What is an EPC?

An Energy Performance Certificate (EPC) provides detailed information on a property’s carbon dioxide emissions and energy efficiency. The EPC assessment takes account of the following features in properties:

● Lighting

● Windows

● Boilers and heating systems

● Fireplaces

● The floor and wall areas of the property

● Solar panels

● Wind turbines

● Roofs, walls, and insulation

Grade A is the most energy-efficient with Grade G being the least energy efficient.

The History of EPCs

Private rental properties in England and Wales have required an EPC ever since October 2008. On 1st April 2018, the Minimum Energy Efficiency Standards Regulations (MEES) came into force. As a result, the minimum EPC rating for all new tenancies and renewal tenancies became an EPC rating of E or above.

Since 1st April 2020, MEES has applied to all tenancies, not only to rental properties of new tenancies or renewals.

The effect of MESS means that if your rental property did not have a valid EPC rating of E or above on the relevant date that the minimum standard came into force, it was incapable of being legally let.

Landlords of properties of F and G EPC rated homes are currently required to invest or co-invest to improve properties to the minimum standard of E if third-party funding is either unavailable or insufficient. However, the amount that landlords are required to spend on improvements is capped at £3,500 inc VAT. If this is not enough to bring a property to the minimum standard, a temporary exemption for up to 5 years is available to landlords where the works are not technically advisable or financially feasible.

The Government’s Latest Consultation

On 30 September 2020, the Government published a new consultation, “Improving the Energy Performance of Privately Rented Homes in England and Wales”, which closes on 30 December 2020. One of the driving factors for the consultation is the fact that the domestic private rental sector now accounts for 20% of all households and has been on the rise for the last 10 years.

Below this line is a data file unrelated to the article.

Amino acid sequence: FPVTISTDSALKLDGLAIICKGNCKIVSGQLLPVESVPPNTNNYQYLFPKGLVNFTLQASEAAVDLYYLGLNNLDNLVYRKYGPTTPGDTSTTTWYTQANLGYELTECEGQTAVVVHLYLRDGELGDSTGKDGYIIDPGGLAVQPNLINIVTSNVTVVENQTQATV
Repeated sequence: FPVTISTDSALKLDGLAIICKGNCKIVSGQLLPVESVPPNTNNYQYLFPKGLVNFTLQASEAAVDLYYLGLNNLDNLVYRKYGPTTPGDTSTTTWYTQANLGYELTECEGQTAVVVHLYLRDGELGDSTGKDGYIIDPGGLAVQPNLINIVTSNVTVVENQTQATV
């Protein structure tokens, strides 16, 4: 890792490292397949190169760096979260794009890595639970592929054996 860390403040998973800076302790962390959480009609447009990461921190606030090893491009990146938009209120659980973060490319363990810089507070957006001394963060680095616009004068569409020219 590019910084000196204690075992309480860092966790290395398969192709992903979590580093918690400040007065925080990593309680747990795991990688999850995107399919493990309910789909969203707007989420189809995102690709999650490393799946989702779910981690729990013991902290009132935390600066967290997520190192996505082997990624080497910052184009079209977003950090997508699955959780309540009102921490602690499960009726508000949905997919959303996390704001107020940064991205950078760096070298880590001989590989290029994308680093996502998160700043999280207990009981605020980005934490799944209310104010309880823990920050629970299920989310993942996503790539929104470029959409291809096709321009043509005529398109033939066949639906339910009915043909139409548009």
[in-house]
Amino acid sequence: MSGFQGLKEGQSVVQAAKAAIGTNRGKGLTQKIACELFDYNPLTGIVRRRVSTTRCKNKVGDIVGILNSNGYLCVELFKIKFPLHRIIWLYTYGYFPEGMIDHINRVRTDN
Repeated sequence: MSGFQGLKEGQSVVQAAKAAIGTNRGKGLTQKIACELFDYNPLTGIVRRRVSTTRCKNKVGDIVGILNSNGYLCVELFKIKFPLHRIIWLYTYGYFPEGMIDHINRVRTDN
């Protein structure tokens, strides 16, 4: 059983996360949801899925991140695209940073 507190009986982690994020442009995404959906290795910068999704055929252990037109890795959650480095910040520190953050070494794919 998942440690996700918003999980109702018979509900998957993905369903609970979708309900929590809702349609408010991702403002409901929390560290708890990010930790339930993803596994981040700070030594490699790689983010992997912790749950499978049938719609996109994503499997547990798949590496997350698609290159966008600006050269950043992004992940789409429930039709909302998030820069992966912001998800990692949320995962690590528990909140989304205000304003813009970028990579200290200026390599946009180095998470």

The consultation has a preferred scenario for the improvement of the energy performance of privately rented homes and consists of four proposals or elements:

1. Upgrading the minimum standard of energy performance from EPC Band E to C – 67% of privately rented homes have an EPC Band below C;

2. A staged introduction of a single EPC target of Band C to apply to all new tenancies from 1 April 2025, and to all tenancies from 1 April 2028, so as to limit the disruption to landlords and tenants and to allow landlords sufficient time to install multiple measures at the same time, rather than to do this in a piecemeal fashion;

3. Increasing the maximum investment cap from £3,500 inc VAT to £10,000 inc VAT – it is anticipated that the average spend by landlords will be £4,700 inc VAT per property;

4. Launching a “fabric first” approach to energy performance advancements. Fabric first is a general principle that looks to improve the fabric efficiency of a building before looking at heat and electricity generation. This approach would mean that landlords would no longer be allowed to install recommended EPC measures in any order of preference and would instead be required to apply measures in the following order: i) insulation; ii) heating and hot water; iii) windows and door upgrades, and iv) electricity generation measures.

Who Will Meet the Costs?

Ultimately, those expected to deal with, or meet the costs of the new EPC standard are landlords. Due to the proposals of this consultation, it is expected that a number of landlords may choose to leave the sector or will increase current rents before the new standards come into effect in order to finance the extra costs. This is due to the increase in the investment amount per property.

This will of course impact tenants, who may not be able to afford the increase, and further legislation might be needed to exclude these costs from being passed on.

What Enforcement/Litigation Might We Expect?

The consultation seeks to strengthen enforcement options through assisting local authorities in the enforcement of minimum energy standards in the privately rented sector through multiple proposals such as:

● Allowing local authorities to examine properties;

● Increasing the penalty on non-compliant landlords to a fine of £30,000 from £5,000;

● Authorising local authorities to utilise EPC Open Data (which is currently limited to research use only), to be used for enforcement in the privately rented sector;

● Granting tenants the liberty to request the carrying out of energy performance improvements in cases where the landlords are non-compliant and giving them the right to request compensation from the landlord for paying higher energy bills;

● Introducing a compulsory requirement for a post-improvement EPC to be commissioned to demonstrate the landlord’s overall compliance.

How Our Firm Can Help

Whether you need advice on the existing rules and regulations and relevant exemptions or would like to discuss how the proposed legislative changes might affect your current or future property purchases and invesments or rental plans, contact our specialist Property Law team for objective and cost-effective advice and assistance.